The Inside Track | March 2017


GMS Rugged Smart Displays Chosen for Navy Upgrades

General Micro Systems announced that its SD19 rugged smart display is being deployed for use in modernizing select U.S. Navy ships. This smart, all-in-one display will be distributed throughout the Navy’s fleet to replace an existing “dumb” display that had been facing end-of-life challenges. According to GMS, the award comes from a customer that wanted to combine two functions into one: a rugged, 19-inch LCD with special electrical, mechanical and environmental characteristics; and a rugged Intel-based single-board computer running Microsoft Windows. GMS met the specification requirements in all cases and units passed rigorous qualification testing.

Figure 1. Ships with AEGIS Baseline 9 (BL 9) include the USS John Paul Jones (DDG-53), the third Arleigh Burke-class guided missile destroyer.

General Micro Systems has been awarded multi-year contracts to deliver tens of displays per ship, with volume of several dozen ships per year. Combined, all programs will exceed several million dollars in revenue per year. U.S. Navy programs such as the AEGIS Modernization Program (AMOD) requires computing system upgrades via the Advanced Capability Build (ACB) and Technology Insertion (TI) process for both cruisers and destroyers. COTS computer systems including the GMS SD19 are specified in the AEGIS Baseline 9 (BL 9) development effort (Figure 1). More upgrades are planned across the 84 ships in service with the AEGIS Weapons Systems installed (22 Cruisers and 62 Destroyers).

General Micro Systems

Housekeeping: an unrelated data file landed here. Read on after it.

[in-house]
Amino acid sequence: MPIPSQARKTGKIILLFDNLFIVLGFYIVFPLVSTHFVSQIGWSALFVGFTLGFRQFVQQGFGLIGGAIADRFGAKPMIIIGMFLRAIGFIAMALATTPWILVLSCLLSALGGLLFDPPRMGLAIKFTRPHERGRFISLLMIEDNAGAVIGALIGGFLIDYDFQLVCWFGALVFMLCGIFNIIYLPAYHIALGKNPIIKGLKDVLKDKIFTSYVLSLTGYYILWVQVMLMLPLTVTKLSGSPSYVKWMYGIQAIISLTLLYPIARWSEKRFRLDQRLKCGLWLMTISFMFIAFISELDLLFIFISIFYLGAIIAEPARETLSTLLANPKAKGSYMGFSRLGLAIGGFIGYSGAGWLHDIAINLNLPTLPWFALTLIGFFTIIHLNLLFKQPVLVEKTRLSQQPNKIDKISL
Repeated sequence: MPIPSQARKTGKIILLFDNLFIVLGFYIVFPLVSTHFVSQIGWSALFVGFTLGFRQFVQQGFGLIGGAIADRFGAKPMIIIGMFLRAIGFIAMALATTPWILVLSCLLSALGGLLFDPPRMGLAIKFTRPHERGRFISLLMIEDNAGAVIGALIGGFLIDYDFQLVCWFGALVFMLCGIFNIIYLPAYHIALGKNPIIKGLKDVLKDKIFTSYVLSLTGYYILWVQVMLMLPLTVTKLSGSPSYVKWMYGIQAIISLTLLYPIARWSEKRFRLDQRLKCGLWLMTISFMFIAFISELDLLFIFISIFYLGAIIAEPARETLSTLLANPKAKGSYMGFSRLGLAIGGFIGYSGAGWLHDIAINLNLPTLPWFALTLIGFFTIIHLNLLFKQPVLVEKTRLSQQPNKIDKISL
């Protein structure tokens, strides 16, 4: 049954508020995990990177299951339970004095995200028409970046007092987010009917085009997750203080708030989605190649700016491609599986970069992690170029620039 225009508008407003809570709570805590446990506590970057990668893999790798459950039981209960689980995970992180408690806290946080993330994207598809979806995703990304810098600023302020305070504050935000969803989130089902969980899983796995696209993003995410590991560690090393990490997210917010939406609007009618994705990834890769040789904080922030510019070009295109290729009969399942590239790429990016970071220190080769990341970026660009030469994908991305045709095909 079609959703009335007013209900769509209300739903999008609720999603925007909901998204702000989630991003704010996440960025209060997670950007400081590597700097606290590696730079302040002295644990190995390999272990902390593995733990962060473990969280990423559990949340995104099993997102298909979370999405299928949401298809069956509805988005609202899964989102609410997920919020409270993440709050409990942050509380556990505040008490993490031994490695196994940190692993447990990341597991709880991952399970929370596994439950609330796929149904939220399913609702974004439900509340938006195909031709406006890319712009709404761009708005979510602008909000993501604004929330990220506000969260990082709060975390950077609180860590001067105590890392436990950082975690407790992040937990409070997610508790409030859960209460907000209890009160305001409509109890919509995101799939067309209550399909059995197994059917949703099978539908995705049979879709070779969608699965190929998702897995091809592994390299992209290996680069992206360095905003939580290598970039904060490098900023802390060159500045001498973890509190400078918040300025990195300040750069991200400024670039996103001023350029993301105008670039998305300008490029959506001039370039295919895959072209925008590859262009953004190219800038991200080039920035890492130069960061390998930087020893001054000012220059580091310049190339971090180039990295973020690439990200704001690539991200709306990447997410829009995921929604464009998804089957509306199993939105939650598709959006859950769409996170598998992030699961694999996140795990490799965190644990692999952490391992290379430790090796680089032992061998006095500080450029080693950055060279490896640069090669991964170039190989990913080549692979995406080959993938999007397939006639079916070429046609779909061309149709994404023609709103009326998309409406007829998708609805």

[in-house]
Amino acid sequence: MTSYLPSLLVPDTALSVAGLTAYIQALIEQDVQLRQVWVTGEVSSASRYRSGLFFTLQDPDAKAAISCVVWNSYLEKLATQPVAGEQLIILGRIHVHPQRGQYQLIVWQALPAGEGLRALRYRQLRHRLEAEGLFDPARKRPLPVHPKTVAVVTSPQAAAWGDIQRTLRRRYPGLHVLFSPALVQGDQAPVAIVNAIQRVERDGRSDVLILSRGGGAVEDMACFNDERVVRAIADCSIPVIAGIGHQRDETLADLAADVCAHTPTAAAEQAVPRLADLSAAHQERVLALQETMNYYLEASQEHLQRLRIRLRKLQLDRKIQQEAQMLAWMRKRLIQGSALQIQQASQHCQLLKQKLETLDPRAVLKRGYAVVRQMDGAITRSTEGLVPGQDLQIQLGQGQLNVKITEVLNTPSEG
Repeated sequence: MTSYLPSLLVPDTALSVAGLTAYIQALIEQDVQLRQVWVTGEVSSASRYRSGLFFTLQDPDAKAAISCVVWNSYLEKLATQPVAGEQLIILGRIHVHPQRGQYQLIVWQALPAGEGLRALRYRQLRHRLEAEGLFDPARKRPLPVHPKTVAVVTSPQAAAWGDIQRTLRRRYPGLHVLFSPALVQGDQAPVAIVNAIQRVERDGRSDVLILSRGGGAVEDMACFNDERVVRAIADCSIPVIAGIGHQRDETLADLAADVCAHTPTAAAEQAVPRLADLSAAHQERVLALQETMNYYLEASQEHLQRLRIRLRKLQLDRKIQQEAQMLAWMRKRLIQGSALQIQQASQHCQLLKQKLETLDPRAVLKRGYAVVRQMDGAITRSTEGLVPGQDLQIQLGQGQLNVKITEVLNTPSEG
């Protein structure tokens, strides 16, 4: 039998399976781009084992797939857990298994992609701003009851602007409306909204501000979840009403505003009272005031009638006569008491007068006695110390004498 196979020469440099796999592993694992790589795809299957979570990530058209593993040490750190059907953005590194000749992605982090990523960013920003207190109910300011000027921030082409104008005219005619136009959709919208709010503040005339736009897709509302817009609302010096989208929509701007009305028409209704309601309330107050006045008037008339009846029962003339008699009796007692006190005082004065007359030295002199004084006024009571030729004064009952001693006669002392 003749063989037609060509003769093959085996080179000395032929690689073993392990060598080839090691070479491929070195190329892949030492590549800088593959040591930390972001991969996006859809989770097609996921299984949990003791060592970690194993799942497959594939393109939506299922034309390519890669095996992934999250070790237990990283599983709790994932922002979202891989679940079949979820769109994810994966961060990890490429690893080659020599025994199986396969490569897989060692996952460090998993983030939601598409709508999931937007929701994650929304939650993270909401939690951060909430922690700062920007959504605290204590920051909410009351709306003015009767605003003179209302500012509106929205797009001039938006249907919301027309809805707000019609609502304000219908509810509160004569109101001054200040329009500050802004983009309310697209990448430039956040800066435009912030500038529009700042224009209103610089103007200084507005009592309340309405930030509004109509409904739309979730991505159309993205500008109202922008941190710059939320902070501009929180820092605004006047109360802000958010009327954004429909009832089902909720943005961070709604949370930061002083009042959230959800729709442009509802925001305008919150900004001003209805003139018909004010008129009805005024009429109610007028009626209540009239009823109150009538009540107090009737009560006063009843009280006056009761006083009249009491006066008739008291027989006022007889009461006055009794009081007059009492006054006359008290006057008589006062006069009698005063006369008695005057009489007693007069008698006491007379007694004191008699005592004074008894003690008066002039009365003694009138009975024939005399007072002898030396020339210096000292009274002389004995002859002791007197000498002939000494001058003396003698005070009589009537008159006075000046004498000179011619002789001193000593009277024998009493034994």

Rancho Cucamonga, CA
(909) 980-4863


DTS and Army Open Test Lab for Advancing Soldier Safety

Earlier this month nearly 100 DTS employees and several key U.S. Army personnel gathered for the official ribbon-cutting ceremony at the new WIAMan ATD Lab located inside DTS headquarters in Seal Beach, CA. The new lab is being used exclusively to support the design, development and testing of the first blast test dummy, officially called the Warrior Injury Assessment Manikin (WIAMan). DTS is the Prime Contractor to the U.S. Army for the WIAMan project, which is the first anthropomorphic test device (ATD) designed specifically to withstand underbody blasts (like IEDs).

Figure 2. The 3,000+ sq. ft. lab includes an 11-foot drop tower used to simulate the vertical impact experienced by an occupant in a vehicle blast.

The new 3,000+ sq. ft. lab is furnished with state-of-the-art test equipment including an 11-foot drop tower used to simulate the vertical impact experienced by an occupant in a vehicle blast (Figure 2). To measure potential skeletal injuries, WIAMan currently uses 146 channels of embedded data acquisition and sensors, but is designed to support up to 180 channels. The self-contained miniature data acquisition systems are distributed throughout the test manikin and include internal power and a variety of sensors.

Seal Beach, CA
(562) 493 0158


Gowanda Acquires Microwave Circuits and Dyco Electronics

Gowanda Components Group has announced two acquisitions. In February the company acquired Microwave Circuits from AMTI in Lynchburg, VA. The deal is expected to expand its capabilities for the design and manufacture of RF and microwave filters. Terms of the deal were not disclosed but GCG has stated that Microwave Circuits’ production facilities will remain in Beltsville, MD and sales and technical support will remain in Lynchburg.

And earlier this month, Gowanda announced the acquisition of Dyco Electronics in Hornell, NY. Dyco Electronics will be featured at Gowanda’s booth #310 during APEC 2017, the applied power electronics conference being held March 27-29 in Tampa, FL. Dyco Electronics’ operations will remain in Hornell, NY. In addition to Hornell and Beltsville, GCG has two other production facilities located within the United States. The two acquisitions are the fifth and sixth for GCG within the last five years.